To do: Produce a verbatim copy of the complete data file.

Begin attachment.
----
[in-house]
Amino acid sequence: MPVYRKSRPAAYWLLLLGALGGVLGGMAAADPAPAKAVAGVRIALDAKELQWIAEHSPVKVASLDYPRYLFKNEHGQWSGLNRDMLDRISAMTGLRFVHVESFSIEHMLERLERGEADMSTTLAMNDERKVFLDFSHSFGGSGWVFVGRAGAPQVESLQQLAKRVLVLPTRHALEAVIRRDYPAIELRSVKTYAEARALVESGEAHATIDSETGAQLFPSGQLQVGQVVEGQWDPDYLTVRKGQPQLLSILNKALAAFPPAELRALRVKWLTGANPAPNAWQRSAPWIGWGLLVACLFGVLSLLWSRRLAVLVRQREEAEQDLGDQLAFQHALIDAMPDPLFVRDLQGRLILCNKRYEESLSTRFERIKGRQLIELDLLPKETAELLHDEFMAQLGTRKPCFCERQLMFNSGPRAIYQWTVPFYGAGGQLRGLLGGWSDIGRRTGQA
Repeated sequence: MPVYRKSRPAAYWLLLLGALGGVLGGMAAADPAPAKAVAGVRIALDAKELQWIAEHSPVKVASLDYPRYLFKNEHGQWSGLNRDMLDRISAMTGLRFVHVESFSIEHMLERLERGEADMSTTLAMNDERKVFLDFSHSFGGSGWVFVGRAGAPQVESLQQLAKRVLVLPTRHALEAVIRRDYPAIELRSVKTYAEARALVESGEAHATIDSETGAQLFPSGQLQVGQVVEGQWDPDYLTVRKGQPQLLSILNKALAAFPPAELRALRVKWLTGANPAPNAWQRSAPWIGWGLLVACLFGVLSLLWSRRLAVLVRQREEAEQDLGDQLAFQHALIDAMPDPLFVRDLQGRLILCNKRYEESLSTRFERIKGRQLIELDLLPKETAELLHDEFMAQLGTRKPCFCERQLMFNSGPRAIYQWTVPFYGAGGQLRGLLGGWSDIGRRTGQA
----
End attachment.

[in-house]
Amino acid sequence: MPVYRKSRPAAYWLLLLGALGGVLGGMAAADPAPAKAVAGVRIALDAKELQWIAEHSPVKVASLDYPRYLFKNEHGQWSGLNRDMLDRISAMTGLRFVHVESFSIEHMLERLERGEADMSTTLAMNDERKVFLDFSHSFGGSGWVFVGRAGAPQVESLQQLAKRVLVLPTRHALEAVIRRDYPAIELRSVKTYAEARALVESGEAHATIDSETGAQLFPSGQLQVGQVVEGQWDPDYLTVRKGQPQLLSILNKALAAFPPAELRALRVKWLTGANPAPNAWQRSAPWIGWGLLVACLFGVLSLLWSRRLAVLVRQREEAEQDLGDQLAFQHALIDAMPDPLFVRDLQGRLILCNKRYEESLSTRFERIKGRQLIELDLLPKETAELLHDEFMAQLGTRKPCFCERQLMFNSGPRAIYQWTVPFYGAGGQLRGLLGGWSDIGRRTGQA
Repeated sequence: MPVYRKSRPAAYWLLLLGALGGVLGGMAAADPAPAKAVAGVRIALDAKELQWIAEHSPVKVASLDYPRYLFKNEHGQWSGLNRDMLDRISAMTGLRFVHVESFSIEHMLERLERGEADMSTTLAMNDERKVFLDFSHSFGGSGWVFVGRAGAPQVESLQQLAKRVLVLPTRHALEAVIRRDYPAIELRSVKTYAEARALVESGEAHATIDSETGAQLFPSGQLQVGQVVEGQWDPDYLTVRKGQPQLLSILNKALAAFPPAELRALRVKWLTGANPAPNAWQRSAPWIGWGLLVACLFGVLSLLWSRRLAVLVRQREEAEQDLGDQLAFQHALIDAMPDPLFVRDLQGRLILCNKRYEESLSTRFERIKGRQLIELDLLPKETAELLHDEFMAQLGTRKPCFCERQLMFNSGPRAIYQWTVPFYGAGGQLRGLLGGWSDIGRRTGQA